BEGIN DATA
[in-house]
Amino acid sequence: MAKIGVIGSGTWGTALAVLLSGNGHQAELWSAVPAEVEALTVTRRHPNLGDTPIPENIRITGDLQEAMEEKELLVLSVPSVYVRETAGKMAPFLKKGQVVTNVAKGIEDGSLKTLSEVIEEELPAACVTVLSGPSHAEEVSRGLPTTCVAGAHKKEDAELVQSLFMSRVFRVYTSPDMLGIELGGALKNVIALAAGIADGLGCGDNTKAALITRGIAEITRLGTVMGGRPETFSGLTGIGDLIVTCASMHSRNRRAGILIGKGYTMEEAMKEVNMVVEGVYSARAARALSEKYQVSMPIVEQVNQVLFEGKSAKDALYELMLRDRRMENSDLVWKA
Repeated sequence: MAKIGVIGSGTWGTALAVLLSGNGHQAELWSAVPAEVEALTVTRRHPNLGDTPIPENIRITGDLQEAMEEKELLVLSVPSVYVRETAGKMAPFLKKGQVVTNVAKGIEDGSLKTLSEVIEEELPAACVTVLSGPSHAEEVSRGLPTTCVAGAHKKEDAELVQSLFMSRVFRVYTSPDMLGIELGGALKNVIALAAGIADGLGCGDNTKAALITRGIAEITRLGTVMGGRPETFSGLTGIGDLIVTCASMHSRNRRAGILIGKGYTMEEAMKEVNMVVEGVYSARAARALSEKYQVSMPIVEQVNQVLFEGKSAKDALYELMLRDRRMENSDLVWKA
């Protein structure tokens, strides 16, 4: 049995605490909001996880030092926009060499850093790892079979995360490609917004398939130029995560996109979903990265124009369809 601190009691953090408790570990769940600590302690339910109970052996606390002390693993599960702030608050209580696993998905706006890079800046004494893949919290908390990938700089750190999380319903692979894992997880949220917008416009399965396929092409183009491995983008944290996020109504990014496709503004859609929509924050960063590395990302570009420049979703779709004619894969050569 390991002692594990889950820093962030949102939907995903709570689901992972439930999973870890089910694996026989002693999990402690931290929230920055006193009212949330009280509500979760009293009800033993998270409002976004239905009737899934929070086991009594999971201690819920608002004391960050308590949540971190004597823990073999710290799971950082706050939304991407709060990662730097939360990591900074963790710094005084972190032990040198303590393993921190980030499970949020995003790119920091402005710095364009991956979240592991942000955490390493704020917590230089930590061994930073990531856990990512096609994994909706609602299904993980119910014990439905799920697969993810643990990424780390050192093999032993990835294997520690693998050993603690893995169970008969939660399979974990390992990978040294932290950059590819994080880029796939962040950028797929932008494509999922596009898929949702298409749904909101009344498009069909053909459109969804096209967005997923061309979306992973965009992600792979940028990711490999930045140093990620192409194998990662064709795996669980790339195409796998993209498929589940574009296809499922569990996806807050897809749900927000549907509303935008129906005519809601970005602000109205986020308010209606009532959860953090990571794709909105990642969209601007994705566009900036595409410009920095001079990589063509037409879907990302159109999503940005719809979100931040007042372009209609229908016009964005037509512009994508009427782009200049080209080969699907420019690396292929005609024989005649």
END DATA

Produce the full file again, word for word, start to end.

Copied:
[in-house]
Amino acid sequence: MAKIGVIGSGTWGTALAVLLSGNGHQAELWSAVPAEVEALTVTRRHPNLGDTPIPENIRITGDLQEAMEEKELLVLSVPSVYVRETAGKMAPFLKKGQVVTNVAKGIEDGSLKTLSEVIEEELPAACVTVLSGPSHAEEVSRGLPTTCVAGAHKKEDAELVQSLFMSRVFRVYTSPDMLGIELGGALKNVIALAAGIADGLGCGDNTKAALITRGIAEITRLGTVMGGRPETFSGLTGIGDLIVTCASMHSRNRRAGILIGKGYTMEEAMKEVNMVVEGVYSARAARALSEKYQVSMPIVEQVNQVLFEGKSAKDALYELMLRDRRMENSDLVWKA
Repeated sequence: MAKIGVIGSGTWGTALAVLLSGNGHQAELWSAVPAEVEALTVTRRHPNLGDTPIPENIRITGDLQEAMEEKELLVLSVPSVYVRETAGKMAPFLKKGQVVTNVAKGIEDGSLKTLSEVIEEELPAACVTVLSGPSHAEEVSRGLPTTCVAGAHKKEDAELVQSLFMSRVFRVYTSPDMLGIELGGALKNVIALAAGIADGLGCGDNTKAALITRGIAEITRLGTVMGGRPETFSGLTGIGDLIVTCASMHSRNRRAGILIGKGYTMEEAMKEVNMVVEGVYSARAARALSEKYQVSMPIVEQVNQVLFEGKSAKDALYELMLRDRRMENSDLVWKA
């Protein structure tokens, strides 16, 4: 049995605490909001996880030092926009060499850093790892079979995360490609917004398939130029995560996109979903990265124009369809 601190009691953090408790570990769940600590302690339910109970052996606390002390693993599960702030608050209580696993998905706006890079800046004494893949919290908390990938700089750190999380319903692979894992997880949220917008416009399965396929092409183009491995983008944290996020109504990014496709503004859609929509924050960063590395990302570009420049979703779709004619894969050569 390991002692594990889950820093962030949102939907995903709570689901992972439930999973870890089910694996026989002693999990402690931290929230920055006193009212949330009280509500979760009293009800033993998270409002976004239905009737899934929070086991009594999971201690819920608002004391960050308590949540971190004597823990073999710290799971950082706050939304991407709060990662730097939360990591900074963790710094005084972190032990040198303590393993921190980030499970949020995003790119920091402005710095364009991956979240592991942000955490390493704020917590230089930590061994930073990531856990990512096609994994909706609602299904993980119910014990439905799920697969993810643990990424780390050192093999032993990835294997520690693998050993603690893995169970008969939660399979974990390992990978040294932290950059590819994080880029796939962040950028797929932008494509999922596009898929949702298409749904909101009344498009069909053909459109969804096209967005997923061309979306992973965009992600792979940028990711490999930045140093990620192409194998990662064709795996669980790339195409796998993209498929589940574009296809499922569990996806807050897809749900927000549907509303935008129906005519809601970005602000109205986020308010209606009532959860953090990571794709909105990642969209601007994705566009900036595409410009920095001079990589063509037409879907990302159109999503940005719809979100931040007042372009209609229908016009964005037509512009994508009427782009200049080209080969699907420019690396292929005609024989005649």